Clearly times have changed. I still love that barefoot feeling -- nothing beats walking on the grass or sand sans shoes. However, during cold weather months, the slippers come out in full force. I live in this pair most days. They were knit with the yarn held double and they are super sturdy, warm and somewhat indestructible it seems.
Over my years of wearing slippers, I've come to realize that not only do they keep my feet warm, especially on non-carpeted floors, but they also keep my feet clean! I cook a lot... and I'm not always the neatest in the kitchen. Lots of stuff ends up on the floor in the process. (I yearn for the day when we have a dog who can hoover up the crumbs.) Of course I sweep and clean the floor clean, but if I'm in the cooking melee, I only get a chance to cleanup at the very end.
In the meantime, when I wear my slippers, I don't feel a thing under my feet.
Most girls have a thing for shoes (I've always had more of a thing for handbags, myself...) I do love a good pair of shoes, but honestly, there is something so lovely about having a nice pair of comfy slippers, even if you are the only one who sees them.
For Christmas this year, I didn't buy myself a new pair of slippers. Instead, I bought myself The Knitted Slipper Book.
Magazines aside, I usually try to buy one or two crafty and creative books a year. This one made the cut -- there are so many slippers I want to make. I already made the blue pair on the bottom right. They reminded me of my everyday pair, only instead of knitting them with the yarn held double, you knit two separate slippers for each foot, and then put one inside the other.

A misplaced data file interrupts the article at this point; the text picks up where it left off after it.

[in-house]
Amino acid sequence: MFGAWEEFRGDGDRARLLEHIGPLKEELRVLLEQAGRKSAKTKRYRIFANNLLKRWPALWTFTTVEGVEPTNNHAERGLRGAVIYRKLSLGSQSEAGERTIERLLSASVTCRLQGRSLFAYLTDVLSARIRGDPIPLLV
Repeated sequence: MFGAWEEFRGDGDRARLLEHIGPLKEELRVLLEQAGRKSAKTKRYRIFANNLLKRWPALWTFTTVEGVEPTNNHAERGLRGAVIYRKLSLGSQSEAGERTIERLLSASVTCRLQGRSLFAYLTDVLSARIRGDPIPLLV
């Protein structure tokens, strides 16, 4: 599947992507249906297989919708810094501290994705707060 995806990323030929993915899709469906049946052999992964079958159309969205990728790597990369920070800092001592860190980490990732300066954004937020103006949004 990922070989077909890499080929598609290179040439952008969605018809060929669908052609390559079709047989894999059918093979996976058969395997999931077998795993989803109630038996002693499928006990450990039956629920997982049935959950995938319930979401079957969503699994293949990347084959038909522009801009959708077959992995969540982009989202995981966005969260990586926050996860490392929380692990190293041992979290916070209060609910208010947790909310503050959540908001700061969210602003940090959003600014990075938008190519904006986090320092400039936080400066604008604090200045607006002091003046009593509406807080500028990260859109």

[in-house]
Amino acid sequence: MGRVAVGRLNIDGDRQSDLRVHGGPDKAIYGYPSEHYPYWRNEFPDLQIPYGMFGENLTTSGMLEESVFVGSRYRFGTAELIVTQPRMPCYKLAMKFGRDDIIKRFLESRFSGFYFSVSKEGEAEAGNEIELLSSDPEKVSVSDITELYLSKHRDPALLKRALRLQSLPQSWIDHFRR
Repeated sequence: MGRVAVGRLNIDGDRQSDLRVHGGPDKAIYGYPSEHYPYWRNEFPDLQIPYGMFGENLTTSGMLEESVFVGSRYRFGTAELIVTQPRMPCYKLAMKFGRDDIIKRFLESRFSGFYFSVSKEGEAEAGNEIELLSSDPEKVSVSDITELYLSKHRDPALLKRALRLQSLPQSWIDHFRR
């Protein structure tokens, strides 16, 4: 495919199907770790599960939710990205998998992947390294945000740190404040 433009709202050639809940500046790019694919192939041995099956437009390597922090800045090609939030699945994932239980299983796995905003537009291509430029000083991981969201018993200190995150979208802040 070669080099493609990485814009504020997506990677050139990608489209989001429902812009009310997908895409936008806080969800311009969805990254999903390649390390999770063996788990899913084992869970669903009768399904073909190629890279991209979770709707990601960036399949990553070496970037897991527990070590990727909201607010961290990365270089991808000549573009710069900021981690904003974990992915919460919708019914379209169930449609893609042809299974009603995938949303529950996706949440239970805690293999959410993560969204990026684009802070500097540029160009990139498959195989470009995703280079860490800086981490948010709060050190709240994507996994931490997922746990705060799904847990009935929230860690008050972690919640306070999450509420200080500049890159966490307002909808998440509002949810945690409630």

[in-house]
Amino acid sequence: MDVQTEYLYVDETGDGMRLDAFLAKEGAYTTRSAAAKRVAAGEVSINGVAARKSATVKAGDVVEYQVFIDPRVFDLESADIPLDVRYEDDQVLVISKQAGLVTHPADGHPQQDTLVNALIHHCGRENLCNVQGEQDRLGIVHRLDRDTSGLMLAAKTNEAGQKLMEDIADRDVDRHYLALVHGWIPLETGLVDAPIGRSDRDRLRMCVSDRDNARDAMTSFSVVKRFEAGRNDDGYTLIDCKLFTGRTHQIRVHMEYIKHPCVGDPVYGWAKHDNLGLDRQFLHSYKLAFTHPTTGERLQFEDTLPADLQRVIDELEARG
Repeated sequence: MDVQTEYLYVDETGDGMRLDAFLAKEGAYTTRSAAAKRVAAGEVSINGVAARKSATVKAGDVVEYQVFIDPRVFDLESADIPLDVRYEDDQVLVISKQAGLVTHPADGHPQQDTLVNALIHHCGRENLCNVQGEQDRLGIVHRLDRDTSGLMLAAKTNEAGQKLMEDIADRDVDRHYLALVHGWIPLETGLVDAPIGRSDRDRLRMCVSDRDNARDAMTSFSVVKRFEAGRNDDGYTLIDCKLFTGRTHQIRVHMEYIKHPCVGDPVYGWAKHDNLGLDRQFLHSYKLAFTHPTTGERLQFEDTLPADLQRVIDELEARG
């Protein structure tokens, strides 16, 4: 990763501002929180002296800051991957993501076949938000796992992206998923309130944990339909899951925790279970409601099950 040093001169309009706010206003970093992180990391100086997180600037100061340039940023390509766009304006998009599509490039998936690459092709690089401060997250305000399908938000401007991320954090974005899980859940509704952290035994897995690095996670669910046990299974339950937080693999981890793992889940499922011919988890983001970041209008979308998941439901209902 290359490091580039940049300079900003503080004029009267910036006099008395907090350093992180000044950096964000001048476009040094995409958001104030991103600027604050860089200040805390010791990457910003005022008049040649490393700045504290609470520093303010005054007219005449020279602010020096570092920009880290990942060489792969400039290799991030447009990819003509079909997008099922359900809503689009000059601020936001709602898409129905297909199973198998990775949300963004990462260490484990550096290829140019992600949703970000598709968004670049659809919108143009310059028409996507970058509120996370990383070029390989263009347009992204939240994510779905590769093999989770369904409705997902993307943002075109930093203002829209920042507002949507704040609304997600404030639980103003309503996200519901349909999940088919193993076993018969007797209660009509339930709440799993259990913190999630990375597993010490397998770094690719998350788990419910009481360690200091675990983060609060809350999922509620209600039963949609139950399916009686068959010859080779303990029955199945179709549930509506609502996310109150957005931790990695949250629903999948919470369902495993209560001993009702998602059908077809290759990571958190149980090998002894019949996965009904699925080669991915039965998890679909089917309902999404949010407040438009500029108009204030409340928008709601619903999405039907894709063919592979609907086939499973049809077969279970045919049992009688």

I finally got around to felting them today. Since we have a front loading washing machine, I decided to felt these by hand. (Top loaders are preferable for felting, since you can pull the pieces out mid-cycle to check on the progress.)
Felting never ceases to amaze. You knit or crochet something that looks so gargantuan, and then somehow, with hot water, dish soap, agitation and time, that humungous object shrinks as the fibers mess together, ultimately creating a stiff fabric. (If you have ever accidentally thrown a 100% wool sweater in the wash on a hot cycle, then you will certainly understand the process!)
Felting by hand takes some time and patience, but it's worth it once you start to see the fibers mess together and the piece shrink before your eyes. It also takes some muscle. I'm thinking my hands might cramp later tonight.
One I got them to my size, I stuffed them with paper and set them out to dry.
I'm pretty sure that although I gave my hands a workout today, my feet will thank me tomorrow, when these slippers are dry.